December 26, 2018 § Leave a comment
I have a friend who posts to social media the quotes from her daily calendar. They are often inspirational and practical to everyday life. Earlier this week, she posted this quote:
“Stop talking about how busy you are. Focus on what you enjoy about what you do and the spaces in between the doing instead of feeling weighed down by it all. Decide that you live in an awesome, relaxed life full of interesting projects that you love doing and communicate that to the world and yourself. And then go out and merrily do it.”
For some reason, this quote really hit home for me. How many of us focus on how interesting each project we have is and how blessed we are to have it instead of adding it to what always seems like a never ending to do list?
I’ve learned that we all seem to have our own definition of busy. I have four children and a full-time job. People don’t usually deny that I’m busy and I’m probably going to say that I am too. But for me, I love everything I do. I love my job and the challenge that comes with each project. Yes, it adds to my busyness but I don’t know what I would do without it. Obviously, my kids and their activities keep me very busy but I enjoy seeing them learn new things and pursuing their passions.
No matter what your definition of busy is, what is key is the attitude you take towards it. We can choose whether we let the activities of our day fill us up or drain our energy at the end of the day. Ultimately, it determines how happy you are.
Here at MHCS, we are getting ready to head into what many in public accounting refer to as ‘busy season’. The description isn’t inaccurate. Everyone will be busy with tax returns and audits to meet deadlines and keep clients happy. It doesn’t come without challenge, much like many things in life. A few years ago, I was introduced into the concept of calling this time of year opportunity season. It’s a time of year where we get to meet with more of our clients and we are given an opportunity to use our skills to serve them. We are blessed for our clients to trust us with challenges that arise and the learning opportunities that can grow us all from those challenges. At MHCS, we have a lot of fun during busy season. We have an opportunity to bond with our coworkers and form a trust that is key to working together as a team. We love what we do and gain a happiness from the “opportunity busy” that comes with that time of year.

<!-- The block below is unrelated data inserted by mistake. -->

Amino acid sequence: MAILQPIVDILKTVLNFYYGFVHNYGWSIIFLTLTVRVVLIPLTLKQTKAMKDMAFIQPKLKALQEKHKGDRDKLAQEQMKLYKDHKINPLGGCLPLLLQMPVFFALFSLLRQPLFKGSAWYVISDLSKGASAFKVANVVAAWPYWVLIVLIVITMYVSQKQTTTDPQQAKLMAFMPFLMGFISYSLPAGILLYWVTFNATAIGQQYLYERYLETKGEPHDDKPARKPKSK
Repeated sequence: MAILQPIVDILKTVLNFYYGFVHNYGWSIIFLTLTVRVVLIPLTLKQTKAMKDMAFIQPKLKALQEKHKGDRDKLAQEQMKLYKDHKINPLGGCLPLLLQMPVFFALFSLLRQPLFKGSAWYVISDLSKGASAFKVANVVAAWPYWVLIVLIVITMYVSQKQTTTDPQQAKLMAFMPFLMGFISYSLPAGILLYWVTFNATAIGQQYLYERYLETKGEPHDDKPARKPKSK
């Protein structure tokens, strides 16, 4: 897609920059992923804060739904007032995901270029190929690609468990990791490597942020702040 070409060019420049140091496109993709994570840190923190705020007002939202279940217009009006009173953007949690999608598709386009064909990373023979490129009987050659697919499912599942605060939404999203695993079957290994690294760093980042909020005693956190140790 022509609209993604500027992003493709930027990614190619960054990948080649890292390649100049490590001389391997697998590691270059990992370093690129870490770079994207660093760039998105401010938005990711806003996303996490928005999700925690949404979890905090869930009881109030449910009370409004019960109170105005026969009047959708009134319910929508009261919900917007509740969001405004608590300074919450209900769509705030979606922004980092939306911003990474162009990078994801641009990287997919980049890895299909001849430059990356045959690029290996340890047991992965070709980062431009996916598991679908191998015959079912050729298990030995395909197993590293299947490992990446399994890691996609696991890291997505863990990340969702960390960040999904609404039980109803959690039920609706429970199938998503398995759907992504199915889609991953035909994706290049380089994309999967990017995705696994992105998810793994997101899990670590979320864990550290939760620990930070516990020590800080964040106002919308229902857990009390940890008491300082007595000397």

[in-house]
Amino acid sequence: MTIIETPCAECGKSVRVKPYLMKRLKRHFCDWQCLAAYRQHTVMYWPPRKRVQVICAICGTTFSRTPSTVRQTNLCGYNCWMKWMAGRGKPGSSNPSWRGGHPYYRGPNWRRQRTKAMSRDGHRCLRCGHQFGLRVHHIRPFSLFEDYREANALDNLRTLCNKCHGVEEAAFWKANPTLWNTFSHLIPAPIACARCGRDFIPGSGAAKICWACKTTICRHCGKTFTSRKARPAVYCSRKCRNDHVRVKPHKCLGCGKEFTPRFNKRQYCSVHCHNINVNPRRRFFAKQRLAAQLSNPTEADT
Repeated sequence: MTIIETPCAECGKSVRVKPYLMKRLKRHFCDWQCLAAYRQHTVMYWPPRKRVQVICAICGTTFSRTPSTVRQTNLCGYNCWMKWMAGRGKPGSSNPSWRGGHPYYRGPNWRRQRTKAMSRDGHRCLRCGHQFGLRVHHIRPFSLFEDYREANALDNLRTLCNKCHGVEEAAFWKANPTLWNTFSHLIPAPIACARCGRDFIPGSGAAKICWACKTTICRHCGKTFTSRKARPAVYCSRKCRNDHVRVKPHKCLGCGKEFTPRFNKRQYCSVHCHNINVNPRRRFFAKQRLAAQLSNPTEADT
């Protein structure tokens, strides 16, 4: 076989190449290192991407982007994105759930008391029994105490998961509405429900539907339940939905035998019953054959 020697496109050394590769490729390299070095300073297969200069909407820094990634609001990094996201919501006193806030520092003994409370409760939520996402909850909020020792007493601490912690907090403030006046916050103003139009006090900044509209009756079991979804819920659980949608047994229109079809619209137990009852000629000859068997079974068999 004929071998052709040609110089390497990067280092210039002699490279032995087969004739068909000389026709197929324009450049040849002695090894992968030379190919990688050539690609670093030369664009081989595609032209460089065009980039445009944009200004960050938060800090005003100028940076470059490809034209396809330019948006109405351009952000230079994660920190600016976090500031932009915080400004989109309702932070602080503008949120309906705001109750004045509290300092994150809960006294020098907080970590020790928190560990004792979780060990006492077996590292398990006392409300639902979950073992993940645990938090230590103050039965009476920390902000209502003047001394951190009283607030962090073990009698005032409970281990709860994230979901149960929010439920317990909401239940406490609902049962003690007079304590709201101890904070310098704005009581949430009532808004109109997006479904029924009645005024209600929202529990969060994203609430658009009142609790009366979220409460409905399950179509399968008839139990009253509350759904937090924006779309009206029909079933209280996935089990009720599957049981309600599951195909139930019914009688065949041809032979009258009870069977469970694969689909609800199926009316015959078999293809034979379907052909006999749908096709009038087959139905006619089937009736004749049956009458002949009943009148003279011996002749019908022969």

We all feel busy. It’s become so common for someone to respond to “How’s it going?” with “Busy”. The tone used in that response is what I’m urging you to think about. Do you let others know how appreciative you feel of the opportunity to be busy? Do you let the activities of your day leave you feeling fulfilled and energized? I hope the answer is yes and you take the glass half full approach to the opportunities in your life.
Jenny Smith, CPA, CFE, Director
December 20, 2018 § Leave a comment
There are changes in filing requirements for employers issuing 1099s and W2s to employees and independent contractors this year. Check out this video by Jonathan Porter, CAS Manager, as he discusses the differences between 1099s and W2s and what changes have been made since last years filings.
December 20, 2018 § Leave a comment
- If the entity has reserved employee parking spaces, the organization will have unrelated business income (UBI). The IRS is allowing a grace period to take down signage before March 31, 2019 to avoided the automatic application of the tax, retroactive to January 1, 2018.
- Remaining parking spaces of the organization will need to be categorized and be subject to a four-part calculation to determine what percentage is available for the general public to know if associated expenses will be UBI.
December 18, 2018 § Leave a comment